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The preservation of genetic diversity increases the chance of preserving the survival of corals in various extreme conditions

A diverse coral reef off the coast of Sinai. Illustration:
A diverse coral reef off the coast of Sinai. Illustration:

A joint study conducted at the university and the University of Technology Sydney Australia and published in the journal nature communications, found that preserving the genetic diversity of a large number of corals growing in different living conditions increases the chance of preserving their survival in different extreme conditions. "Contrary to what is common today, the findings of our research show for the first time that in order to preserve a healthy reef in extreme situations, it is necessary to preserve a wide variety of species that live in different environmental conditions and not focus only on 'super corals', as is currently the case," said Prof. Tali Mas from the school of marine sciences by Charni at the university, the authors of the study.

The coral reefs play a critical role in the ecosystem in the oceans and the various seas because they are a habitat for 25% of the animals in the sea. The rise in seawater temperature due to global warming and the increase in the level of acidity in seawater, a process called ocean acidification, poses a danger to the existence of coral reefs and hence, a danger to the balance of the extensive ecosystems that depend on the reefs.

Research today focuses on "super corals", corals that manage to grow in extreme conditions of high water temperature and high salinity, with the help of defense mechanisms they have developed. According to Prof. Mass, the accepted concept today claims that an understanding of the defense mechanisms of the "super corals" will make it possible to protect other reefs in other areas in the event of warming and acidification of the oceans. In the present study, Prof. Mass from the Leon Charney School of Marine Sciences at the university, along with a team of researchers from the Sedini University of Technology and the Charite University in Berlin, asked to test the genetic and morphological mechanisms of Porites lutea, a coral that grows on the reefs found in the mangrove forests in Australia. "In these areas there is a unique and extreme ecosystem. Corals grow in an environment where there is high temperature, high salinity and low acidity in the water. In fact, these are the conditions expected to be in the sea in the future as a result of the climate crisis. Examining the biological mechanisms by which corals grow and survive in extreme conditions will help us develop a policy to preserve coral reefs," explained Prof. Ms.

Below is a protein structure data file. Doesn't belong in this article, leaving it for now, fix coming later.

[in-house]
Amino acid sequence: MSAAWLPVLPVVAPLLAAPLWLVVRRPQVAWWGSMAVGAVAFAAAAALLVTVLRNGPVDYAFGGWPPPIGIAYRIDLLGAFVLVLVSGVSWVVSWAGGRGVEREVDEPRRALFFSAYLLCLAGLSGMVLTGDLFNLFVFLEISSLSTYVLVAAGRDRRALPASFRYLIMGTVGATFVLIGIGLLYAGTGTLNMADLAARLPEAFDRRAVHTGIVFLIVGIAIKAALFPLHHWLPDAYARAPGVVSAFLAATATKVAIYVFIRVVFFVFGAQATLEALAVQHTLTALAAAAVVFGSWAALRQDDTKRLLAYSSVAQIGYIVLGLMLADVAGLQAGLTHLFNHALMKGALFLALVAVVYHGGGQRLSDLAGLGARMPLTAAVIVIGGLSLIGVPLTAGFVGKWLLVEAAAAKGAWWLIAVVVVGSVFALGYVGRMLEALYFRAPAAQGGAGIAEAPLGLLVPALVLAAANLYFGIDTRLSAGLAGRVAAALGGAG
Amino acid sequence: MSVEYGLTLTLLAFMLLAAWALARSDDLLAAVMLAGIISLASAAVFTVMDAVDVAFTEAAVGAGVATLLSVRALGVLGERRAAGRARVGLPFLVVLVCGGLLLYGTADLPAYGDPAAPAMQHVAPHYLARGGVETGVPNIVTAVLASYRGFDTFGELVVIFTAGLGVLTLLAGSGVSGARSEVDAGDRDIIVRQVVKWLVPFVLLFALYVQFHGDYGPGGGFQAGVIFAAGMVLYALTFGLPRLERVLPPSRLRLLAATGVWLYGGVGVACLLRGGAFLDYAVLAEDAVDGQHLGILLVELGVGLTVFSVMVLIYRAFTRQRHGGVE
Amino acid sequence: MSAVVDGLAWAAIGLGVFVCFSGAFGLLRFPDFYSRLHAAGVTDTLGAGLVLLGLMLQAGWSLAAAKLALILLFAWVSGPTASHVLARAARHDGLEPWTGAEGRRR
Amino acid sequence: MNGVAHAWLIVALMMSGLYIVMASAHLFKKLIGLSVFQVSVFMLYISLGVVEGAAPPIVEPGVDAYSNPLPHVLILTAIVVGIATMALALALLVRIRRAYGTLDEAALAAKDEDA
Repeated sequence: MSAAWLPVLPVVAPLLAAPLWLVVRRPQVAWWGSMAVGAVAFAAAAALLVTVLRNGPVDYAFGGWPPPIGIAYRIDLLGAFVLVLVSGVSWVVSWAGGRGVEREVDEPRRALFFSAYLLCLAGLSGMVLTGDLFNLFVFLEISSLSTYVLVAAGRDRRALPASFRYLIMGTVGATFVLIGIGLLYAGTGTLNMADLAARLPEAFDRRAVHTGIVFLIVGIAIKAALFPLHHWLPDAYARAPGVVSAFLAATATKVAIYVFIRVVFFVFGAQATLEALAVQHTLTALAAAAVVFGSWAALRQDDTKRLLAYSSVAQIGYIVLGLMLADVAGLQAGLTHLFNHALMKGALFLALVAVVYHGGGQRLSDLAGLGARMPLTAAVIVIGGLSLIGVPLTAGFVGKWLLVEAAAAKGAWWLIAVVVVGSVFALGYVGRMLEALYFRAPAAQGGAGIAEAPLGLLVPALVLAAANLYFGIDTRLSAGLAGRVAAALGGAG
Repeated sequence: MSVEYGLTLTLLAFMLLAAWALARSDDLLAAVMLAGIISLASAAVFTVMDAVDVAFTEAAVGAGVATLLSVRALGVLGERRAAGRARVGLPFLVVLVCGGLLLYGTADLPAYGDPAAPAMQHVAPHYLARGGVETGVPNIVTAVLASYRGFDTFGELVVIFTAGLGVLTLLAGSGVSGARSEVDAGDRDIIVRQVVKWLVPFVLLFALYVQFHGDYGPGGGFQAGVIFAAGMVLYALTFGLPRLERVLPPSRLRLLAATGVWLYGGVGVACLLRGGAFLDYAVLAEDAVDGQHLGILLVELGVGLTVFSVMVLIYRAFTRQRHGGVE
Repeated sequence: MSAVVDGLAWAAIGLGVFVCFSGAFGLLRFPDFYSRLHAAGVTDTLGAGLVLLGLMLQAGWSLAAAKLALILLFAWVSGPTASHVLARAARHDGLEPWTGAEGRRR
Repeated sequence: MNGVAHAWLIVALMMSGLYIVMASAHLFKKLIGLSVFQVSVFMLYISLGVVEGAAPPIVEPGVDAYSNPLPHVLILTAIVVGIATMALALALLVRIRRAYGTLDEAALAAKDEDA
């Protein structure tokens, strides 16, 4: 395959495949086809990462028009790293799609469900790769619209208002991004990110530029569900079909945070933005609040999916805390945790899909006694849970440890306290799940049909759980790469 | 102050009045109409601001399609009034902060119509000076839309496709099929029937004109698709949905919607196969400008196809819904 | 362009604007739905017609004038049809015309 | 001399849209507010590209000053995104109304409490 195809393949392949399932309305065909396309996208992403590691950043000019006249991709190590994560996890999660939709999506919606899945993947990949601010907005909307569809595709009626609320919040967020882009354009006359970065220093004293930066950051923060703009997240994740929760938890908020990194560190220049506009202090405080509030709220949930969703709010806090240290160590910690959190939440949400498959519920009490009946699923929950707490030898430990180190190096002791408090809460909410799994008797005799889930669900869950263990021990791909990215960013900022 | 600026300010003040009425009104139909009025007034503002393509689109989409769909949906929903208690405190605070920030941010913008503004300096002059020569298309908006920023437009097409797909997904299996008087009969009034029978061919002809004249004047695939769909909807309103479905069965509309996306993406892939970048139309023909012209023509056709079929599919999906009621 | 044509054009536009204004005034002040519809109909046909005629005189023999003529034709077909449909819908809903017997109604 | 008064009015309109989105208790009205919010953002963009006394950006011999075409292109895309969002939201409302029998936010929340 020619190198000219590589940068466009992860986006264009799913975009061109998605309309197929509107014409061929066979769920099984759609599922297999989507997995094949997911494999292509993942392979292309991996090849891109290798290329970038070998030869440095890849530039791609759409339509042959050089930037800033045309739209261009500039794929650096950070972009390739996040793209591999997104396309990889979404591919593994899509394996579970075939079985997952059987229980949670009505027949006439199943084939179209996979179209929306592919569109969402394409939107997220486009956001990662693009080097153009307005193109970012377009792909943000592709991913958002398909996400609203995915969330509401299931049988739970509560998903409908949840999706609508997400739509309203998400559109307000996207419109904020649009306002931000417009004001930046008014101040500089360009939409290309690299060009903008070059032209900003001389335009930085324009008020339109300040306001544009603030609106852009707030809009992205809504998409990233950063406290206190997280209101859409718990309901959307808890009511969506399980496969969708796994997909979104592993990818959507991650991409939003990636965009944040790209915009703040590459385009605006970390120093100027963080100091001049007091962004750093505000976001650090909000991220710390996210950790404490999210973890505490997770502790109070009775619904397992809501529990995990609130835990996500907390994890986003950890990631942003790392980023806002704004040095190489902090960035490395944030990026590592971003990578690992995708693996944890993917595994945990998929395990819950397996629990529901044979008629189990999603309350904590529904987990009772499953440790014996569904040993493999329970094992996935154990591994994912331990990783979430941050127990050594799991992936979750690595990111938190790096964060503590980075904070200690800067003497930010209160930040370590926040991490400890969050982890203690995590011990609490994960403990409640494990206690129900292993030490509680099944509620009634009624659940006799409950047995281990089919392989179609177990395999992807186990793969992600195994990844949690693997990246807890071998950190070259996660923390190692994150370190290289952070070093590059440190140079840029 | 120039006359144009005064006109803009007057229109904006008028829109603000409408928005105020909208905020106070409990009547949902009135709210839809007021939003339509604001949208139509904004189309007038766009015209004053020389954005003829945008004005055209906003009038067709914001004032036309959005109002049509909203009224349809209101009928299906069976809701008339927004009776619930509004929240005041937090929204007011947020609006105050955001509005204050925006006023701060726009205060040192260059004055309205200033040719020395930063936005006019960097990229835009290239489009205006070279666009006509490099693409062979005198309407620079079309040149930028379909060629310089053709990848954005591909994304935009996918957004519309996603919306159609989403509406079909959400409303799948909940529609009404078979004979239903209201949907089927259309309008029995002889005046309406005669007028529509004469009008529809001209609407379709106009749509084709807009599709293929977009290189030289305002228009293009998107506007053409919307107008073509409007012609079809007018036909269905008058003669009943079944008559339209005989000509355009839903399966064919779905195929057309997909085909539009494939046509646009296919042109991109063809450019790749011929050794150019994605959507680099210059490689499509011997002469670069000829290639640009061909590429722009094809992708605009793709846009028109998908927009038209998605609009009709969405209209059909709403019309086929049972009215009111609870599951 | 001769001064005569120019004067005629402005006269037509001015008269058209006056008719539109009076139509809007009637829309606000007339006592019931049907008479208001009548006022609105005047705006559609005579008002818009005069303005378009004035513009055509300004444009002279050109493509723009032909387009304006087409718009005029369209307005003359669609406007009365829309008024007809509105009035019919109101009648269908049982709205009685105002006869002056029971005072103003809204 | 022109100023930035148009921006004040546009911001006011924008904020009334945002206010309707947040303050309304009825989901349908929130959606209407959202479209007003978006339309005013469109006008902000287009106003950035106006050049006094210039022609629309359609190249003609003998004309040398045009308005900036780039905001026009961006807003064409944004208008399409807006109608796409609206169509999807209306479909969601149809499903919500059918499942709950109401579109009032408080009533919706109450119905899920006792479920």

The results of the study show that the corals that grow in extreme conditions become very similar to each other genetically compared to corals that do not live in extreme conditions. An analysis of the coral's genetic expression shows that the coral transfers a lot of energy to preserve the physiological system under extreme conditions, which leads to a decrease in the coral's skeletal deposition rate.

However, it became clear in the research that the defense systems developed by these corals had a morphological price: these corals have a low skeleton density and are more brittle than the corals living in the natural environment. According to Prof. Mas, the great genetic similarity and the morphological prices of these corals may actually endanger the future of the reef, in a situation where The extreme situation will be different from the one they are exposed to today.

"The corals we studied have developed mechanisms that allow them to establish themselves in extreme environments of high temperature and high acidity, but of course we do not know what climate change has in store for us in the future and whether the next extreme event will have different characteristics. Because of the great genetic similarity created within the reef, if the corals fail to develop a mechanism for the new situation, the entire reef may die. Therefore, our conclusion is that the ability of the reefs to survive in different extreme situations depends precisely on genetic diversity and not on genetic similarity. "In a situation where the reef consists of corals with genetic diversity, the chance that there will be corals that will succeed in developing resistance to different and changing situations increases," concluded the researchers.

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